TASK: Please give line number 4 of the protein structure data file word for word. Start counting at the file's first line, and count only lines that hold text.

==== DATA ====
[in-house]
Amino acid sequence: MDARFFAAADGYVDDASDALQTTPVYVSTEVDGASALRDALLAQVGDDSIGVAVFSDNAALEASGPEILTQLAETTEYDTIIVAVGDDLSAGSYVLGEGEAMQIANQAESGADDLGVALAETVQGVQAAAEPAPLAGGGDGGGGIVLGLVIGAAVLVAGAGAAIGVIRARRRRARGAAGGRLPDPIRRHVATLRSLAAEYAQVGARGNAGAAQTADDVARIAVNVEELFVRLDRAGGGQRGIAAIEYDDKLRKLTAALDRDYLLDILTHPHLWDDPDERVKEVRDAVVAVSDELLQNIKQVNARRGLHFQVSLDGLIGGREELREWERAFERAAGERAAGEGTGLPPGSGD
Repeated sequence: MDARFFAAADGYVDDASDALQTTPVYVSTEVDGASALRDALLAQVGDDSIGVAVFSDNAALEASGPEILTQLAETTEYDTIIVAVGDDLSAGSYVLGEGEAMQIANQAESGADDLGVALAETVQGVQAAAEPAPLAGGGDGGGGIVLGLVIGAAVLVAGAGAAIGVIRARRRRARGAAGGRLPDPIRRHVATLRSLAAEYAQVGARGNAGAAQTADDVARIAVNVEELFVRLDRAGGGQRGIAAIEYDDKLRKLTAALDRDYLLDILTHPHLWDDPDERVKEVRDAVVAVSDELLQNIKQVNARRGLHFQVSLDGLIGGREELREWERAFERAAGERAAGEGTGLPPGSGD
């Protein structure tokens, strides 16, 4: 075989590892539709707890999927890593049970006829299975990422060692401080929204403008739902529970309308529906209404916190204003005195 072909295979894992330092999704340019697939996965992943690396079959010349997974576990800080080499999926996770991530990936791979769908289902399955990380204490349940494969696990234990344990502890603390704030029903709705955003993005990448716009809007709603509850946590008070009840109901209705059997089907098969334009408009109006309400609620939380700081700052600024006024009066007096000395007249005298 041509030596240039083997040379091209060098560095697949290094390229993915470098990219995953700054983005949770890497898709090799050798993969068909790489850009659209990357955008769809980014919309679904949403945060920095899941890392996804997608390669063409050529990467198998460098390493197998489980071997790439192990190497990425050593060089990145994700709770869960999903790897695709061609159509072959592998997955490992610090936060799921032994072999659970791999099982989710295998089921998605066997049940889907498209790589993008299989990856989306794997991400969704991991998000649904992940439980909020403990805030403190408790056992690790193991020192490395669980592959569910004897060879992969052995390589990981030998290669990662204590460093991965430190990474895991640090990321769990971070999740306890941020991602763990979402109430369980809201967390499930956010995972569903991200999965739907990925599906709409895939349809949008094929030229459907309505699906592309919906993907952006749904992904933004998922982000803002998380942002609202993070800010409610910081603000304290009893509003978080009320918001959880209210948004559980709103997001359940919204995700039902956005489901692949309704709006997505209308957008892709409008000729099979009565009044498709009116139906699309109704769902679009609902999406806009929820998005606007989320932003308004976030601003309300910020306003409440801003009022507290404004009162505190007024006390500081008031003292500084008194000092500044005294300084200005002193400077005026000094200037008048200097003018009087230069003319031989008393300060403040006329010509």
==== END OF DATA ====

């Protein structure tokens, strides 16, 4: 075989590892539709707890999927890593049970006829299975990422060692401080929204403008739902529970309308529906209404916190204003005195 072909295979894992330092999704340019697939996965992943690396079959010349997974576990800080080499999926996770991530990936791979769908289902399955990380204490349940494969696990234990344990502890603390704030029903709705955003993005990448716009809007709603509850946590008070009840109901209705059997089907098969334009408009109006309400609620939380700081700052600024006024009066007096000395007249005298 041509030596240039083997040379091209060098560095697949290094390229993915470098990219995953700054983005949770890497898709090799050798993969068909790489850009659209990357955008769809980014919309679904949403945060920095899941890392996804997608390669063409050529990467198998460098390493197998489980071997790439192990190497990425050593060089990145994700709770869960999903790897695709061609159509072959592998997955490992610090936060799921032994072999659970791999099982989710295998089921998605066997049940889907498209790589993008299989990856989306794997991400969704991991998000649904992940439980909020403990805030403190408790056992690790193991020192490395669980592959569910004897060879992969052995390589990981030998290669990662204590460093991965430190990474895991640090990321769990971070999740306890941020991602763990979402109430369980809201967390499930956010995972569903991200999965739907990925599906709409895939349809949008094929030229459907309505699906592309919906993907952006749904992904933004998922982000803002998380942002609202993070800010409610910081603000304290009893509003978080009320918001959880209210948004559980709103997001359940919204995700039902956005489901692949309704709006997505209308957008892709409008000729099979009565009044498709009116139906699309109704769902679009609902999406806009929820998005606007989320932003308004976030601003309300910020306003409440801003009022507290404004009162505190007024006390500081008031003292500084008194000092500044005294300084200005002193400077005026000094200037008048200097003018009087230069003319031989008393300060403040006329010509």